The long promised film version of The Hobbit has received yet another blow in it’s torturous journey to the silver screen.
Since it was originally announced in 2006 that Jackson wouldn’t be at the helm, the winds of fate have blown this project on a turbulent course. First there was the dispute between Jackson and New Line Cinema over unpaid profits from the Lord of the Rings trilogy, that caused the original rift. Then he was back on board in 2007 as a producer after they reached a settlement but the Tolkien estate put the blocks on the project in another dispute over, you guessed it, unpaid profits from LOTR.
In 2009 the two parties finally reached an agreement which left the way clear for Guillermo del Toro to take the directorial reins for the two Hobbit movies. Unfortunately he pulled out of directing the project, in June 2010, after the constant delays in setting a start date. He felt that he just couldn’t commit to living in New Zealand for the length of time that the project would require. He would, however be staying on co-write the screenplays.
So the project that was originally scheduled to start in 2009 gets pushed back to 2011 with Jackson expected to take over from Del Toro. Everything looks fine and they issue a casting call for short actors. There’s just one minor detail, MGM haven’t actually given the go-ahead yet. It’s not a deal breaker though they’re just being prepared. It’s still looking good for a 2011 start right?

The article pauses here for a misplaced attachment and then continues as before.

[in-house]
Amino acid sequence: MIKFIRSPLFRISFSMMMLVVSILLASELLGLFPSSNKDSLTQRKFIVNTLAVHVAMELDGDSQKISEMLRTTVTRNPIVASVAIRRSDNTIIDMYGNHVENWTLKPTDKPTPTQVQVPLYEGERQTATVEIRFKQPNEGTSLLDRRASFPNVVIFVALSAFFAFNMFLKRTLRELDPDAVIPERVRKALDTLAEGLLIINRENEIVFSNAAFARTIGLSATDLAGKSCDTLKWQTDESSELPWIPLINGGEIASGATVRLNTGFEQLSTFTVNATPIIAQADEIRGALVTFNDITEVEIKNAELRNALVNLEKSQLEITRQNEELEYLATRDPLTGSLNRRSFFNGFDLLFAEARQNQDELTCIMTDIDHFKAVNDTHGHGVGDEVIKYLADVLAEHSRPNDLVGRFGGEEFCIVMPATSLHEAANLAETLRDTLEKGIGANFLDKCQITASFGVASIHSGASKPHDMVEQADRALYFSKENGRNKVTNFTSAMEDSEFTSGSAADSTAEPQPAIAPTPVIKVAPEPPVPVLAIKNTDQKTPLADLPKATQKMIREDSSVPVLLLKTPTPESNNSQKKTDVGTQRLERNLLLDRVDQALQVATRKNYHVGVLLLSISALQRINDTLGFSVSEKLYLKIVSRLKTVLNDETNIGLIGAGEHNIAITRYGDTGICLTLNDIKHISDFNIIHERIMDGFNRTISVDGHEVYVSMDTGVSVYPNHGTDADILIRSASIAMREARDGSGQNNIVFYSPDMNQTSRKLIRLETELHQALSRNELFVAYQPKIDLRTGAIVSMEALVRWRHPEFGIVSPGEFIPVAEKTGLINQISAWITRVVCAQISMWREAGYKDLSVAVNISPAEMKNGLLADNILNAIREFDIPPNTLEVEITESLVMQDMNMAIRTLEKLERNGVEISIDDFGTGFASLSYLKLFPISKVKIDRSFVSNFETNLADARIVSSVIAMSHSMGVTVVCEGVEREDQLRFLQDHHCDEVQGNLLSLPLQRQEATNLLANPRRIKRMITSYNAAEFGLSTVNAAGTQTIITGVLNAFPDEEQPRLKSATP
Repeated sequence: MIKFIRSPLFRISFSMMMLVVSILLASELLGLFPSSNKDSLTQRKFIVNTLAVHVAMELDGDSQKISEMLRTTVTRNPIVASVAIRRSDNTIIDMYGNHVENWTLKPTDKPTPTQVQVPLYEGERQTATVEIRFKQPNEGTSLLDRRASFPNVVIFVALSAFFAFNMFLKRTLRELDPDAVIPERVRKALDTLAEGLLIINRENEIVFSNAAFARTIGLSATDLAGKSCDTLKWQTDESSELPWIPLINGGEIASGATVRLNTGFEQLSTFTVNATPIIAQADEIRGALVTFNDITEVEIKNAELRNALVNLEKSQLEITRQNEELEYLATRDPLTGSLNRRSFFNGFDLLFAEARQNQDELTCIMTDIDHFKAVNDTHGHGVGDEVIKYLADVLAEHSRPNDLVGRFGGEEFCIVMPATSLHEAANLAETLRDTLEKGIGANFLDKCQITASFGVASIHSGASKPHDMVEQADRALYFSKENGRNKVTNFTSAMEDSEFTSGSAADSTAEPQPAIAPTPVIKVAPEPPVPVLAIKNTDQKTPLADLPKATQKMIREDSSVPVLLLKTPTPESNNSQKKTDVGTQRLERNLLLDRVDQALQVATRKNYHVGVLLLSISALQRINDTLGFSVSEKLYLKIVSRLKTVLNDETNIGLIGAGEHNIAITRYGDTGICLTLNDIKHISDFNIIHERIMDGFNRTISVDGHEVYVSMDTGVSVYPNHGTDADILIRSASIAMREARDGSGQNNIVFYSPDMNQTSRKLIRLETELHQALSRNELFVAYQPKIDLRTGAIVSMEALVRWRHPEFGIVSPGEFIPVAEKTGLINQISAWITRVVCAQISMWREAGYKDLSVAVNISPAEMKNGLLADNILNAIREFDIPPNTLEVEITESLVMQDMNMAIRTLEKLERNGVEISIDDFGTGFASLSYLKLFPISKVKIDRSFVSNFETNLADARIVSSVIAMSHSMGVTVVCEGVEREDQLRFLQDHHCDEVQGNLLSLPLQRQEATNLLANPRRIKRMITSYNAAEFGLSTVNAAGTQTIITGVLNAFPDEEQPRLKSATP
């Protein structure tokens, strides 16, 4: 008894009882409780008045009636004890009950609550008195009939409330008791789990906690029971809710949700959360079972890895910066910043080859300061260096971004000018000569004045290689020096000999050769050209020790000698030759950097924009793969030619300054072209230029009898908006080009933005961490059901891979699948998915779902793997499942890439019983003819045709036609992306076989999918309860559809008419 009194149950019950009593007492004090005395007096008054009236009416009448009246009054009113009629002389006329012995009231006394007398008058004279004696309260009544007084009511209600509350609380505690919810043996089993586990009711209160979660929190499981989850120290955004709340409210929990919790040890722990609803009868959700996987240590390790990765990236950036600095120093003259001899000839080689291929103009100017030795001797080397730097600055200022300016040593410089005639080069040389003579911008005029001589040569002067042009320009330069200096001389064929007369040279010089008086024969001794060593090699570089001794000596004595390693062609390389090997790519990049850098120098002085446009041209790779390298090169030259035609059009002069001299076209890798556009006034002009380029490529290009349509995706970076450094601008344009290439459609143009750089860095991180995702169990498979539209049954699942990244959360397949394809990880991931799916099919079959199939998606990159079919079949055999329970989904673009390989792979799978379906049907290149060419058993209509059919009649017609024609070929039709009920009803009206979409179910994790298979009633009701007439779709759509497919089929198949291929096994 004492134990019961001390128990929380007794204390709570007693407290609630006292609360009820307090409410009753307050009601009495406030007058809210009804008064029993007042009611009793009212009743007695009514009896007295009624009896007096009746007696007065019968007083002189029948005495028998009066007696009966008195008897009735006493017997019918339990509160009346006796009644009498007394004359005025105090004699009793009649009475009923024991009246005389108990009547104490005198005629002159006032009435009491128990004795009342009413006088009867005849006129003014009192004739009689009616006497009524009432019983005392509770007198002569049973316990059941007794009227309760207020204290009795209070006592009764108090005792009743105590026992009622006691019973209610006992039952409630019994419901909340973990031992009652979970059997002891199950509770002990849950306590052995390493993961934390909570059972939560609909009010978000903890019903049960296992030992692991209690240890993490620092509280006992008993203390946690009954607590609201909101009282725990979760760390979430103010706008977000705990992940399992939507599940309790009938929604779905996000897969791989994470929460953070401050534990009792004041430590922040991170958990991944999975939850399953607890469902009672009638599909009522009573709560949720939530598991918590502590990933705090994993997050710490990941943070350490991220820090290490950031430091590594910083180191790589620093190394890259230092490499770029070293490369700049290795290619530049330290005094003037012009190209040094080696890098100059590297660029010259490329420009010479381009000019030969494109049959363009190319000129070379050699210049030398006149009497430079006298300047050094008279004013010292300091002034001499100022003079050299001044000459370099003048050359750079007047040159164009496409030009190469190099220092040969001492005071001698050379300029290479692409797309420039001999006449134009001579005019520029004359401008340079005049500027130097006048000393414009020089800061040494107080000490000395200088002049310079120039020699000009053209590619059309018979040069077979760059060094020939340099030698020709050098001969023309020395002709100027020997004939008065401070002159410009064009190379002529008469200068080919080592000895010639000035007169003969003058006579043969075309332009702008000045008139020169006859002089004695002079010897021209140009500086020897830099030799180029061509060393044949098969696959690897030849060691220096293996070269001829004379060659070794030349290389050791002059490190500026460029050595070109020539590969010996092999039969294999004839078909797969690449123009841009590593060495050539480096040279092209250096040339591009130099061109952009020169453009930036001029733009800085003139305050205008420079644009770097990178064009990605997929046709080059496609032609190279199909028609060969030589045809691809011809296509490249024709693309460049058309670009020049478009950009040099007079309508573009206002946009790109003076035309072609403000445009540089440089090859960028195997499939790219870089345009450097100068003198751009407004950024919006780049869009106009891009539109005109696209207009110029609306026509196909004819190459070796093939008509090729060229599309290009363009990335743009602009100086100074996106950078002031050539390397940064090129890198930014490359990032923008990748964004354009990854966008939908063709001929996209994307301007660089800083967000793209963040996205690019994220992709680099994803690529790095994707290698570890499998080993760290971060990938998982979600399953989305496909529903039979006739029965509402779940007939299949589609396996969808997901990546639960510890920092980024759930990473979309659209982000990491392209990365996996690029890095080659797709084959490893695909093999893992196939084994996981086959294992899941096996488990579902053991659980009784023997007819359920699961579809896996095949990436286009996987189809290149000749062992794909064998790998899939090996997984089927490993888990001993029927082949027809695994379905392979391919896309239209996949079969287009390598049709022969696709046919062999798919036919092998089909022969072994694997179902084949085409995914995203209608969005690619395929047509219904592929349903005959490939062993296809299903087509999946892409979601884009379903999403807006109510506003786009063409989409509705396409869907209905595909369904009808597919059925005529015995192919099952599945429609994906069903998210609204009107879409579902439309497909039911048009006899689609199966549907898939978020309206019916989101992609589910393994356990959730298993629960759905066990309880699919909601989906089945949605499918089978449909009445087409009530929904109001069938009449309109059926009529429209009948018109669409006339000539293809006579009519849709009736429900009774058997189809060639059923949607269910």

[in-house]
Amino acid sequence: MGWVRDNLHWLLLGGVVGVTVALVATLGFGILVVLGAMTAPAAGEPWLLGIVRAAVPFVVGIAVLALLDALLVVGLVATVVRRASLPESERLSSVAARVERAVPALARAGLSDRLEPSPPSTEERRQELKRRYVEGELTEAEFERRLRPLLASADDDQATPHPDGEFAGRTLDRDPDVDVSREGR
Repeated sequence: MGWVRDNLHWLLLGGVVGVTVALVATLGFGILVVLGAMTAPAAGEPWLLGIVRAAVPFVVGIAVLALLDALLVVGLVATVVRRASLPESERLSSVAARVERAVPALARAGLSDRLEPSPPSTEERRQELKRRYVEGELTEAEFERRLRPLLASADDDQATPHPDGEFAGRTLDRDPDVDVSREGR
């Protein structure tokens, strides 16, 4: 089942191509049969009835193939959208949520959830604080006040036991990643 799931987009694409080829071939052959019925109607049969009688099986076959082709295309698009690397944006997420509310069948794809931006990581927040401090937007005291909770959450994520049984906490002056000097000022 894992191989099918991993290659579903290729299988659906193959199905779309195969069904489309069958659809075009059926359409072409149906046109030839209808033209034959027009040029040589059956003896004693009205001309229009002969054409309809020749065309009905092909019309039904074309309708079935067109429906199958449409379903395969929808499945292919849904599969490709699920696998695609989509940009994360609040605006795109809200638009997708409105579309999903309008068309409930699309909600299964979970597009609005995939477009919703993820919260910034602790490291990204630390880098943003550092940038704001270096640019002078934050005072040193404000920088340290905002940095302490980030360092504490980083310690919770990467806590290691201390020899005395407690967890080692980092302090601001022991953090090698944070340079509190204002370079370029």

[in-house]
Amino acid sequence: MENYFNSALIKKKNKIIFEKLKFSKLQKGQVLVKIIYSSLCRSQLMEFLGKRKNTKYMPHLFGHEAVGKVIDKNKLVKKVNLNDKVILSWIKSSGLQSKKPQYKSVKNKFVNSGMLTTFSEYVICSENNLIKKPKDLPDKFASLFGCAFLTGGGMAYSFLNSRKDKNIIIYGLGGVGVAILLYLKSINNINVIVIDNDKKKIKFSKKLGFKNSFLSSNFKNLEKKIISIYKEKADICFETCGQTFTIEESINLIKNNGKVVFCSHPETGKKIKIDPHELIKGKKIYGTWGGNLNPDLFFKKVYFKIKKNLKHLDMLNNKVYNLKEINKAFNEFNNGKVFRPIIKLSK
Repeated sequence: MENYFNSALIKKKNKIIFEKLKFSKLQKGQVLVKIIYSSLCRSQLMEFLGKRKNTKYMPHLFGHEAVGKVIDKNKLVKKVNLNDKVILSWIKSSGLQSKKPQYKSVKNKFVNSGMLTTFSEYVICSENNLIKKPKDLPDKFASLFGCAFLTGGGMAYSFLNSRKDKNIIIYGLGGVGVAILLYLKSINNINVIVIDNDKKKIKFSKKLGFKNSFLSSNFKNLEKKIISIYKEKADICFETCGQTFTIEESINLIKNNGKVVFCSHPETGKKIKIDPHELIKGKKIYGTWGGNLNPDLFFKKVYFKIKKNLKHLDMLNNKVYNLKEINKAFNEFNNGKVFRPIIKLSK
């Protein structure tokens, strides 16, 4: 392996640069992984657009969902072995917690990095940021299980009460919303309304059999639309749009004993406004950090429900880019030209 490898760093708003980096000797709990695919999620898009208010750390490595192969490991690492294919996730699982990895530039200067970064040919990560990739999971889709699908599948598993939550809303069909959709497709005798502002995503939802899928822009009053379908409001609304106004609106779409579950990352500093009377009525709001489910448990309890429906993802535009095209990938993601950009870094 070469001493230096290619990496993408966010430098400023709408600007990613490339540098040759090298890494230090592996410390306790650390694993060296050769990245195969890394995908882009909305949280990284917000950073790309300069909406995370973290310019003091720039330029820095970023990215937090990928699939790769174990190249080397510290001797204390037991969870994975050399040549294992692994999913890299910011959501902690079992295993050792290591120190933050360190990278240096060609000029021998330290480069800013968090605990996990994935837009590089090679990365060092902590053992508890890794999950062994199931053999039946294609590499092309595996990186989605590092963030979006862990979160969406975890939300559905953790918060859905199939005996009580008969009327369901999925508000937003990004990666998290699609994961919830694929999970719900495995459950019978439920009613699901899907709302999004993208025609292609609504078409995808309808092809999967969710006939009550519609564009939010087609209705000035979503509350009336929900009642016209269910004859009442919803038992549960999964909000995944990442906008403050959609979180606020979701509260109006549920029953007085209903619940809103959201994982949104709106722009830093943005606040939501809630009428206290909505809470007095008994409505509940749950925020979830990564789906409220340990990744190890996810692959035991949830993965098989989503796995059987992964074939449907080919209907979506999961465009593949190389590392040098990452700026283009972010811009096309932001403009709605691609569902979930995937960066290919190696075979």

Not quite, seven global actors unions are calling for their members to not take roles in the movie after a row over pay and contracts. The unions, under the title of the International Federation of Actors (FIA), have claimed that the studio have refused to negotiate a deal with them over contracts that “provide no minimum guarantees of wages or working conditions” no rerun payments and no payments for cancellations. The FIA have stated that performers in New Zealand had “struggled on non-union contracts” for several years and that “the time had come for performers around the world to support their colleagues in New Zealand and seek a union contract for all performers on The Hobbit,” According to the FIA, the studio claim that entering into a contract agreement would break New Zealand competition laws.
So there we have it,a movie that hasn’t had the green light from the studio and has potentially no cast. Will it ever be made and if it is will it be worth all the trouble?
Only time will tell. But I’m interested in seeing how it all pans out.